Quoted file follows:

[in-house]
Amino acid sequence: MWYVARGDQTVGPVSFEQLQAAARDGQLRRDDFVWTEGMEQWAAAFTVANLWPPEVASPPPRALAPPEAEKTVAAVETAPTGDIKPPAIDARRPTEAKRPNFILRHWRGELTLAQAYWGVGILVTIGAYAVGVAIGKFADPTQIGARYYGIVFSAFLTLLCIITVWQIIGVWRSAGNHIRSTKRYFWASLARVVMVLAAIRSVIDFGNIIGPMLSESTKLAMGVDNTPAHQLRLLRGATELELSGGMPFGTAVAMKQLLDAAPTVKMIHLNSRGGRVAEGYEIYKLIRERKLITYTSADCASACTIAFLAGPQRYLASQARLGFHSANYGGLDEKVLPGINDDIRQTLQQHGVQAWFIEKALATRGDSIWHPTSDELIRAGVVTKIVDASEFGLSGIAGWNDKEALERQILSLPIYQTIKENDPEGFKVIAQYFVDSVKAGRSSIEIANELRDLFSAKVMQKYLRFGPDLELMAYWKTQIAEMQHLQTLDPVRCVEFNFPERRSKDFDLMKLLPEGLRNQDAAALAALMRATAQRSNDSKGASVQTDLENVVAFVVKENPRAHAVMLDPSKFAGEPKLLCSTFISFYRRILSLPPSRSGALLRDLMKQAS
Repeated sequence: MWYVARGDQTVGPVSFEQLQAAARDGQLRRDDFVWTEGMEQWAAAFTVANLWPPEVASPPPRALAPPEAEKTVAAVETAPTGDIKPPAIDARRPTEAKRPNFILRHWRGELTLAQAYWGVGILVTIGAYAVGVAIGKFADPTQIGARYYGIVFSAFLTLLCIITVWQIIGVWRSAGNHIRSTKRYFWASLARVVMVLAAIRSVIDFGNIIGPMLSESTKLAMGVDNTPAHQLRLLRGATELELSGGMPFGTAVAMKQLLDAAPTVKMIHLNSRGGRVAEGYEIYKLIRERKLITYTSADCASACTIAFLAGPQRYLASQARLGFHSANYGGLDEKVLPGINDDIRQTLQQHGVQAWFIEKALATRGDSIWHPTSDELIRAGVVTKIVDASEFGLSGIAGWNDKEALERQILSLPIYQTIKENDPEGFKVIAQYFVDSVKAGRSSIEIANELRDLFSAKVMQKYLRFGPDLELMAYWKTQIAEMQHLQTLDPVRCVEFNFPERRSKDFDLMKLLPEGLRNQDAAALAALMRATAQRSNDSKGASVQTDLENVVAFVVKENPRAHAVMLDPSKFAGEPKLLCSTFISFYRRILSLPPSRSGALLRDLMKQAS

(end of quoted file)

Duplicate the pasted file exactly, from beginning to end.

[in-house]
Amino acid sequence: MWYVARGDQTVGPVSFEQLQAAARDGQLRRDDFVWTEGMEQWAAAFTVANLWPPEVASPPPRALAPPEAEKTVAAVETAPTGDIKPPAIDARRPTEAKRPNFILRHWRGELTLAQAYWGVGILVTIGAYAVGVAIGKFADPTQIGARYYGIVFSAFLTLLCIITVWQIIGVWRSAGNHIRSTKRYFWASLARVVMVLAAIRSVIDFGNIIGPMLSESTKLAMGVDNTPAHQLRLLRGATELELSGGMPFGTAVAMKQLLDAAPTVKMIHLNSRGGRVAEGYEIYKLIRERKLITYTSADCASACTIAFLAGPQRYLASQARLGFHSANYGGLDEKVLPGINDDIRQTLQQHGVQAWFIEKALATRGDSIWHPTSDELIRAGVVTKIVDASEFGLSGIAGWNDKEALERQILSLPIYQTIKENDPEGFKVIAQYFVDSVKAGRSSIEIANELRDLFSAKVMQKYLRFGPDLELMAYWKTQIAEMQHLQTLDPVRCVEFNFPERRSKDFDLMKLLPEGLRNQDAAALAALMRATAQRSNDSKGASVQTDLENVVAFVVKENPRAHAVMLDPSKFAGEPKLLCSTFISFYRRILSLPPSRSGALLRDLMKQAS
Repeated sequence: MWYVARGDQTVGPVSFEQLQAAARDGQLRRDDFVWTEGMEQWAAAFTVANLWPPEVASPPPRALAPPEAEKTVAAVETAPTGDIKPPAIDARRPTEAKRPNFILRHWRGELTLAQAYWGVGILVTIGAYAVGVAIGKFADPTQIGARYYGIVFSAFLTLLCIITVWQIIGVWRSAGNHIRSTKRYFWASLARVVMVLAAIRSVIDFGNIIGPMLSESTKLAMGVDNTPAHQLRLLRGATELELSGGMPFGTAVAMKQLLDAAPTVKMIHLNSRGGRVAEGYEIYKLIRERKLITYTSADCASACTIAFLAGPQRYLASQARLGFHSANYGGLDEKVLPGINDDIRQTLQQHGVQAWFIEKALATRGDSIWHPTSDELIRAGVVTKIVDASEFGLSGIAGWNDKEALERQILSLPIYQTIKENDPEGFKVIAQYFVDSVKAGRSSIEIANELRDLFSAKVMQKYLRFGPDLELMAYWKTQIAEMQHLQTLDPVRCVEFNFPERRSKDFDLMKLLPEGLRNQDAAALAALMRATAQRSNDSKGASVQTDLENVVAFVVKENPRAHAVMLDPSKFAGEPKLLCSTFISFYRRILSLPPSRSGALLRDLMKQAS